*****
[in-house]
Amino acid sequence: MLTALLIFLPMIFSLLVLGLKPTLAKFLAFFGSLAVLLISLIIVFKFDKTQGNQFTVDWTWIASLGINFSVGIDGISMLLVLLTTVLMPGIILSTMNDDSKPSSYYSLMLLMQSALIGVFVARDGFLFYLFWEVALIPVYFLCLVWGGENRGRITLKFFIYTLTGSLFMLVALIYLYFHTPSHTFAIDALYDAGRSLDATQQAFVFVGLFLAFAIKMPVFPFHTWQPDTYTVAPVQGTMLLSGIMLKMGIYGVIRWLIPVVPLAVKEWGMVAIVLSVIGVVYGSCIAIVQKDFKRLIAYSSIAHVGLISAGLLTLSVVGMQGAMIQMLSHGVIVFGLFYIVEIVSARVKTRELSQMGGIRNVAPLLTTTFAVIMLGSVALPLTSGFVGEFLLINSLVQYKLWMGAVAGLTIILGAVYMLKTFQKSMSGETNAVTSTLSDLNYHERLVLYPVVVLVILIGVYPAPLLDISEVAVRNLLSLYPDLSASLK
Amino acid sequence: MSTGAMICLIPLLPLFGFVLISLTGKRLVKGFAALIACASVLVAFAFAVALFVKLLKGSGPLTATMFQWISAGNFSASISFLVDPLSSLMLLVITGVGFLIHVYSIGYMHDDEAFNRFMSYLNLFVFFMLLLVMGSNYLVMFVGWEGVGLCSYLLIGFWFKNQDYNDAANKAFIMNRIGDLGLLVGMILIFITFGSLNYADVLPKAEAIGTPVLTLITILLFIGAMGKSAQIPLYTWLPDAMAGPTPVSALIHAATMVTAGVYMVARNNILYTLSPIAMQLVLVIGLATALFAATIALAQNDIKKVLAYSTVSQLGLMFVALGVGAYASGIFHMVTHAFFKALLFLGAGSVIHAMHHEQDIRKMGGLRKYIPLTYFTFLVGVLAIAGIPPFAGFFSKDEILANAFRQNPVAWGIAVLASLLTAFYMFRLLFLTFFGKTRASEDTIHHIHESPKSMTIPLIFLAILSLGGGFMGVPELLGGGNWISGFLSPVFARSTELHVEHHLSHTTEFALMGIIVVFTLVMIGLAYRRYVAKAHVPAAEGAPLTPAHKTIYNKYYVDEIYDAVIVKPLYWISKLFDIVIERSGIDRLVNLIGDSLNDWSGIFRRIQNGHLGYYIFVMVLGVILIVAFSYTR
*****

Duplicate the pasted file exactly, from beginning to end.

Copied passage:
[in-house]
Amino acid sequence: MLTALLIFLPMIFSLLVLGLKPTLAKFLAFFGSLAVLLISLIIVFKFDKTQGNQFTVDWTWIASLGINFSVGIDGISMLLVLLTTVLMPGIILSTMNDDSKPSSYYSLMLLMQSALIGVFVARDGFLFYLFWEVALIPVYFLCLVWGGENRGRITLKFFIYTLTGSLFMLVALIYLYFHTPSHTFAIDALYDAGRSLDATQQAFVFVGLFLAFAIKMPVFPFHTWQPDTYTVAPVQGTMLLSGIMLKMGIYGVIRWLIPVVPLAVKEWGMVAIVLSVIGVVYGSCIAIVQKDFKRLIAYSSIAHVGLISAGLLTLSVVGMQGAMIQMLSHGVIVFGLFYIVEIVSARVKTRELSQMGGIRNVAPLLTTTFAVIMLGSVALPLTSGFVGEFLLINSLVQYKLWMGAVAGLTIILGAVYMLKTFQKSMSGETNAVTSTLSDLNYHERLVLYPVVVLVILIGVYPAPLLDISEVAVRNLLSLYPDLSASLK
Amino acid sequence: MSTGAMICLIPLLPLFGFVLISLTGKRLVKGFAALIACASVLVAFAFAVALFVKLLKGSGPLTATMFQWISAGNFSASISFLVDPLSSLMLLVITGVGFLIHVYSIGYMHDDEAFNRFMSYLNLFVFFMLLLVMGSNYLVMFVGWEGVGLCSYLLIGFWFKNQDYNDAANKAFIMNRIGDLGLLVGMILIFITFGSLNYADVLPKAEAIGTPVLTLITILLFIGAMGKSAQIPLYTWLPDAMAGPTPVSALIHAATMVTAGVYMVARNNILYTLSPIAMQLVLVIGLATALFAATIALAQNDIKKVLAYSTVSQLGLMFVALGVGAYASGIFHMVTHAFFKALLFLGAGSVIHAMHHEQDIRKMGGLRKYIPLTYFTFLVGVLAIAGIPPFAGFFSKDEILANAFRQNPVAWGIAVLASLLTAFYMFRLLFLTFFGKTRASEDTIHHIHESPKSMTIPLIFLAILSLGGGFMGVPELLGGGNWISGFLSPVFARSTELHVEHHLSHTTEFALMGIIVVFTLVMIGLAYRRYVAKAHVPAAEGAPLTPAHKTIYNKYYVDEIYDAVIVKPLYWISKLFDIVIERSGIDRLVNLIGDSLNDWSGIFRRIQNGHLGYYIFVMVLGVILIVAFSYTR